on Jan 27, 2017 at 2:33:35 am

Thanks for the comments,

[James Sullivan] "One of my all time favorite things about the original final cut was the ability to render over a graphic I had created in AE and have it update in the timeline when I opened FCP Legacy back up again. I HATE how the new FCP handles tracking media and having some things live in a project while others do not."

I think the fact that NOTHING can be changed about a file, otherwise it CANNOT be relinked is a huge impediment to many workflows. That was a big plus for "legacy". It would baulk and then let you do it.

I ran into this just today. I was working with a split-track submaster exported from X as a source in another timeline/project. I realized two elements had been combined into one audio role, so I needed to go back and assign an extra audio role. Then re-export, which I allowed to replace the first file. Of course, now that submaster source clip was "missing" and X would not allow me to relink, because the attributes had changed (more audio channels the new file). So I imported and cut back over the other. Frustrating.

- Oliver

Oliver Peters Post Production Services, LLC
Orlando, FL
http://www.oliverpeters.com


Return to posts index

David Lawrence
Re: Final Cut Pro X – Reflecting on Six Years
on Jan 27, 2017 at 3:46:20 am

[Oliver Peters] "I think the fact that NOTHING can be changed about a file, otherwise it CANNOT be relinked is a huge impediment to many workflows. That was a big plus for "legacy". It would baulk and then let you do it."

Yikes! Didn't know about this. That could definitely be a deal killer for many workflows.

_______________________
David Lawrence
art~media~design~research

linkedIn: http://lnkd.in/Cfz92F
vimeo: vimeo.com/album/2271696
web: propaganda.com
facebook: /dlawrence
twitter: @dhl


Return to posts index

Tony West
Re: Final Cut Pro X – Reflecting on Six Years
on Jan 27, 2017 at 1:52:18 pm

[Oliver Peters] "the fact that NOTHING can be changed about a file, otherwise it CANNOT be relinked "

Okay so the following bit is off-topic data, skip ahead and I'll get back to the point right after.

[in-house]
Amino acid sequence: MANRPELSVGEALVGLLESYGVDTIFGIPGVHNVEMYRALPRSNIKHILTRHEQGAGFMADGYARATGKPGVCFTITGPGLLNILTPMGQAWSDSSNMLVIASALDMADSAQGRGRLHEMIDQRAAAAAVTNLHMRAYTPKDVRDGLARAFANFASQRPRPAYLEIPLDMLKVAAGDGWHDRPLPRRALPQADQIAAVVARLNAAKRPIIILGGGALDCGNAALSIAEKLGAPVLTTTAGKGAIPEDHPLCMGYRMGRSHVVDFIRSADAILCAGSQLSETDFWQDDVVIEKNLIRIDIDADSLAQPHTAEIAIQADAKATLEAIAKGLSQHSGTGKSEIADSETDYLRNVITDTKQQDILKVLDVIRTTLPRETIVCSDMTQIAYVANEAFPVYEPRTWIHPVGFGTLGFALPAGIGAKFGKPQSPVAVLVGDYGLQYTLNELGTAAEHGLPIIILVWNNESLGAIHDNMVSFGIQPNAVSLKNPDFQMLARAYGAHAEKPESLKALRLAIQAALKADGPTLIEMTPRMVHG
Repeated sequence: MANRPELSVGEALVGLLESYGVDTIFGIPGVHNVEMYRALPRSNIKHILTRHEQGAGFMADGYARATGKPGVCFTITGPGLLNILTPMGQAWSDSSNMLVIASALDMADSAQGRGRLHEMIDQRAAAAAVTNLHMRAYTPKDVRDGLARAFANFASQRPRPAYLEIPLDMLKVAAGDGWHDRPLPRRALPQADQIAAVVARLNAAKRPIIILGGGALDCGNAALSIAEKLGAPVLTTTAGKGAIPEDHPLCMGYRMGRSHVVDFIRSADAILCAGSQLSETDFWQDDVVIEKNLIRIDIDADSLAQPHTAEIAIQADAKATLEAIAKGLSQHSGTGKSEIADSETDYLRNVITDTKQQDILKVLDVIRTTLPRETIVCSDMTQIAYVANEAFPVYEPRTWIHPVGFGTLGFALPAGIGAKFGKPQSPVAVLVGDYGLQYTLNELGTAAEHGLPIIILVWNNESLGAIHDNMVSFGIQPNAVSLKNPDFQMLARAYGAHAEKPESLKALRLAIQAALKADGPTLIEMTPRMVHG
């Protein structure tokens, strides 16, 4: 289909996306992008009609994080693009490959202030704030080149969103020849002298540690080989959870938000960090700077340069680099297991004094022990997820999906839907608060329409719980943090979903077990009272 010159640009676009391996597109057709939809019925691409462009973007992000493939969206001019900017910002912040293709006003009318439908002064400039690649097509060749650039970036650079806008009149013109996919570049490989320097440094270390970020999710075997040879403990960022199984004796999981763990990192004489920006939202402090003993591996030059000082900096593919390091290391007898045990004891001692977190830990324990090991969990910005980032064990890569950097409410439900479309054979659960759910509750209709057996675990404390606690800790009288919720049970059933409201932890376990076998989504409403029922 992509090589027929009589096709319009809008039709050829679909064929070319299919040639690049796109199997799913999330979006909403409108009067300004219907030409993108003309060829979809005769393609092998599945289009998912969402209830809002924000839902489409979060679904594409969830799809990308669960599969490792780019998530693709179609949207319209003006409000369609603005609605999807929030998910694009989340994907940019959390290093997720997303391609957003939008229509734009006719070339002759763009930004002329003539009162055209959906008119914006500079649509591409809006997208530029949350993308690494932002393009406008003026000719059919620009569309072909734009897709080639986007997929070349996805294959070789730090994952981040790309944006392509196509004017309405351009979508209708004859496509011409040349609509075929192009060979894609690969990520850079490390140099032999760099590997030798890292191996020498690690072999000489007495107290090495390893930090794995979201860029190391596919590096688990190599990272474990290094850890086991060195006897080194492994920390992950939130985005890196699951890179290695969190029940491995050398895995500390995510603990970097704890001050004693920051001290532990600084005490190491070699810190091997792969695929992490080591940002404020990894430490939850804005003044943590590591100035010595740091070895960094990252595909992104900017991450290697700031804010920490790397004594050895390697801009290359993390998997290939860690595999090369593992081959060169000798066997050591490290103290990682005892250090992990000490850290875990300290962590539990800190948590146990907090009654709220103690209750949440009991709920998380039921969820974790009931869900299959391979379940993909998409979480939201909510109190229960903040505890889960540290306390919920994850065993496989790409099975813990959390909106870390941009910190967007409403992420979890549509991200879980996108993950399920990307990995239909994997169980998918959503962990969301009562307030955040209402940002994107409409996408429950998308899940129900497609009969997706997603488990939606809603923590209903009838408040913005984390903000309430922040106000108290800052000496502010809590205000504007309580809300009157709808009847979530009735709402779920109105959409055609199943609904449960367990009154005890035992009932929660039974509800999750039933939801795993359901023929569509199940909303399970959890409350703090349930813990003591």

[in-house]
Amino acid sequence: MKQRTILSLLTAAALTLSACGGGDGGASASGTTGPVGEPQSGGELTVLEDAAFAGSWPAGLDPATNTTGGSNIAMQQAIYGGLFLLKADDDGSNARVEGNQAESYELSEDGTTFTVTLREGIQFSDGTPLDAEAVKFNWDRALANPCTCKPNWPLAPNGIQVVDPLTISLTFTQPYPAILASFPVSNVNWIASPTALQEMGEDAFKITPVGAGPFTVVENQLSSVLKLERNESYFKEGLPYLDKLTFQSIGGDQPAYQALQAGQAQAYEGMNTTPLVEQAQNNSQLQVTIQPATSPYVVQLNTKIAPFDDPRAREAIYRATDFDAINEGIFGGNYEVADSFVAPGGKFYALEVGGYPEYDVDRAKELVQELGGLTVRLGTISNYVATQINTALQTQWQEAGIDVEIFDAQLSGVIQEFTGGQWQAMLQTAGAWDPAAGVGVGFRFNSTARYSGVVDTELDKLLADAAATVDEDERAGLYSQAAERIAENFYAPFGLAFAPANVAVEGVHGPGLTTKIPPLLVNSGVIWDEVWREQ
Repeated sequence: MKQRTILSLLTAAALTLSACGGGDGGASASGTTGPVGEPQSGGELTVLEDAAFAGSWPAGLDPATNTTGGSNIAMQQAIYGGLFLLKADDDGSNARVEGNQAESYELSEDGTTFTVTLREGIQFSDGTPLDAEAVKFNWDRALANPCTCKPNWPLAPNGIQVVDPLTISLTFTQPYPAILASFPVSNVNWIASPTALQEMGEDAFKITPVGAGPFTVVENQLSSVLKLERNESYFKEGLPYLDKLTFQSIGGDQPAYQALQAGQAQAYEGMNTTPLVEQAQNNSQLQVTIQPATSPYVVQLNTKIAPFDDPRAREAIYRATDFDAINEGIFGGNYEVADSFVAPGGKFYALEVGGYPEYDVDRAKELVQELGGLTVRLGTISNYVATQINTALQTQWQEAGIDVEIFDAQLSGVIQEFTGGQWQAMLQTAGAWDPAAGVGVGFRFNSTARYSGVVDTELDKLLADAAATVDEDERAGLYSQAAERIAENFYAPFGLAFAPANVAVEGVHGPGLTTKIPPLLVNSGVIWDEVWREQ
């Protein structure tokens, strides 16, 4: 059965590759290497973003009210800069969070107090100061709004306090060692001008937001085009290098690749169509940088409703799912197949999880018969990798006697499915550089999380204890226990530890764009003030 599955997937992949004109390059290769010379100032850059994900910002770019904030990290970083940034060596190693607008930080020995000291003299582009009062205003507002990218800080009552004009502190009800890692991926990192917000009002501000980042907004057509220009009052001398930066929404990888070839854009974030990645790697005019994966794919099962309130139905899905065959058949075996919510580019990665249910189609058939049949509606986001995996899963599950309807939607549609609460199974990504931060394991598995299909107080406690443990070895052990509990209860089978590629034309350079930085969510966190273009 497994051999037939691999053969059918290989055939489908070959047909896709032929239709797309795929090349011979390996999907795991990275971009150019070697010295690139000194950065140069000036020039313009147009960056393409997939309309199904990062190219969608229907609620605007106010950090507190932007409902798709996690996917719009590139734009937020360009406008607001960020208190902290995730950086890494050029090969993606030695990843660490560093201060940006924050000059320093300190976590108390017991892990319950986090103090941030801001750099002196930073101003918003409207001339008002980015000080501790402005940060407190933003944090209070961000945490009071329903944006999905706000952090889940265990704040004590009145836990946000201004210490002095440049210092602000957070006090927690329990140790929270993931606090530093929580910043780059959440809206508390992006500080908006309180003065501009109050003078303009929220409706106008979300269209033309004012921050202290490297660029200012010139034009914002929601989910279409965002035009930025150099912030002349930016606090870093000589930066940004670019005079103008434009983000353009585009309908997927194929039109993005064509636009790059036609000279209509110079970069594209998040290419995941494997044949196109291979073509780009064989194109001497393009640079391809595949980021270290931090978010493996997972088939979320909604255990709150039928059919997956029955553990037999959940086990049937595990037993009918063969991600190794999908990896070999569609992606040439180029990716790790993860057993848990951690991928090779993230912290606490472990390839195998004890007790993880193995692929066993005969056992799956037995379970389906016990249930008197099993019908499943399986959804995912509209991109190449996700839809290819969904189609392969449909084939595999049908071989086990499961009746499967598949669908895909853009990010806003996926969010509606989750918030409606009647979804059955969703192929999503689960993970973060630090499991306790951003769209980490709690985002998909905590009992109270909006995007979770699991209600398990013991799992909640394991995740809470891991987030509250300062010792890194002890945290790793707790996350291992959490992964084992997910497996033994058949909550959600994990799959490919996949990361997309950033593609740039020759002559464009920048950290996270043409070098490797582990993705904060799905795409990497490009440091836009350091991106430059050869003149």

Oliver, I'm not sure if I'm understanding this statement correctly, but I often will select a photo in the timeline, open the original file in the finder with a keyboard shortcut, drag the file into photoshop, make corrections and save, and jump back into X. Not only do I not have to relink the file but my changes have already updated in the timeline.

I do this because I don't want to waste time correcting a lot of photos that I'm not going to use in the project.

So I'm changing the file drastically in that case with no problem.


Return to posts index


Oliver Peters
Re: Final Cut Pro X – Reflecting on Six Years
on Jan 27, 2017 at 2:30:05 pm

[Tony West] "open the original file in the finder with a keyboard shortcut, drag the file into photoshop, make corrections and save, and jump back into X"

In your example, you aren't changing file attributes. You are changing image contents. In the example I cited, I re-exported a split-track submaster with one additional audio channel. This is a change in file attributes. That was enough to break the relinking. Same would be true if the file length changed.

FCPX will allow some differences, but the options are very stringent without the ability to manually override it like FCP7 used to let you do. Plus, I'm not sure whether or not FCPX handles media linking to still images/graphics/photos in a different manner than movie files.

- Oliver

Oliver Peters Post Production Services, LLC
Orlando, FL
http://www.oliverpeters.com


Return to posts index

Tony West
Re: Final Cut Pro X – Reflecting on Six Years
on Jan 27, 2017 at 3:30:28 pm

[Oliver Peters] "In your example, you aren't changing file attributes. "

Yes, I am. I just wanted you to clarify that statement because before

you said "that NOTHING can be changed about a file"


Return to posts index